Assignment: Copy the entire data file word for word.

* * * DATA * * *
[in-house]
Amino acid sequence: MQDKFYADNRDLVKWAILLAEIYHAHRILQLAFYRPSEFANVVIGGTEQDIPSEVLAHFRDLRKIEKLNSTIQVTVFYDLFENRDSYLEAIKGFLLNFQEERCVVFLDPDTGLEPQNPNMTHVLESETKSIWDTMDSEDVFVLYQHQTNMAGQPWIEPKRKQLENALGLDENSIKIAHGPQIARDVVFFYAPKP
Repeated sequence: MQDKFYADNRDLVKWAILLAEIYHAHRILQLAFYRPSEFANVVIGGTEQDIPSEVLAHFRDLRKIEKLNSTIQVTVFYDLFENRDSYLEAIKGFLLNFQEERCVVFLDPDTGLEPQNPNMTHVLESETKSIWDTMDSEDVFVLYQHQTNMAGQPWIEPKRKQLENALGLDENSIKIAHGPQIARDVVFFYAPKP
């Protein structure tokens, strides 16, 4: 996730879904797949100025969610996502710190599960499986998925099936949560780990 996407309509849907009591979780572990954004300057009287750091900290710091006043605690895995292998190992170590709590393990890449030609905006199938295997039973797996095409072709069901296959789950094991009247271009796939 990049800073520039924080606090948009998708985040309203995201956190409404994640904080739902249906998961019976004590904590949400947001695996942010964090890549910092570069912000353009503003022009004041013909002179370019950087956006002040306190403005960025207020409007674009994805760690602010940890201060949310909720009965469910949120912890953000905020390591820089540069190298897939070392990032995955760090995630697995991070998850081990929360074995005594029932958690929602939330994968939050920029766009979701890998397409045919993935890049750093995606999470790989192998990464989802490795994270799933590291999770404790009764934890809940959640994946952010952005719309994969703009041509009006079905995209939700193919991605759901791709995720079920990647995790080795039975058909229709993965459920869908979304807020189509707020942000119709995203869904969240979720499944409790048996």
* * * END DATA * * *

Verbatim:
[in-house]
Amino acid sequence: MQDKFYADNRDLVKWAILLAEIYHAHRILQLAFYRPSEFANVVIGGTEQDIPSEVLAHFRDLRKIEKLNSTIQVTVFYDLFENRDSYLEAIKGFLLNFQEERCVVFLDPDTGLEPQNPNMTHVLESETKSIWDTMDSEDVFVLYQHQTNMAGQPWIEPKRKQLENALGLDENSIKIAHGPQIARDVVFFYAPKP
Repeated sequence: MQDKFYADNRDLVKWAILLAEIYHAHRILQLAFYRPSEFANVVIGGTEQDIPSEVLAHFRDLRKIEKLNSTIQVTVFYDLFENRDSYLEAIKGFLLNFQEERCVVFLDPDTGLEPQNPNMTHVLESETKSIWDTMDSEDVFVLYQHQTNMAGQPWIEPKRKQLENALGLDENSIKIAHGPQIARDVVFFYAPKP
């Protein structure tokens, strides 16, 4: 996730879904797949100025969610996502710190599960499986998925099936949560780990 996407309509849907009591979780572990954004300057009287750091900290710091006043605690895995292998190992170590709590393990890449030609905006199938295997039973797996095409072709069901296959789950094991009247271009796939 990049800073520039924080606090948009998708985040309203995201956190409404994640904080739902249906998961019976004590904590949400947001695996942010964090890549910092570069912000353009503003022009004041013909002179370019950087956006002040306190403005960025207020409007674009994805760690602010940890201060949310909720009965469910949120912890953000905020390591820089540069190298897939070392990032995955760090995630697995991070998850081990929360074995005594029932958690929602939330994968939050920029766009979701890998397409045919993935890049750093995606999470790989192998990464989802490795994270799933590291999770404790009764934890809940959640994946952010952005719309994969703009041509009006079905995209939700193919991605759901791709995720079920990647995790080795039975058909229709993965459920869908979304807020189509707020942000119709995203869904969240979720499944409790048996």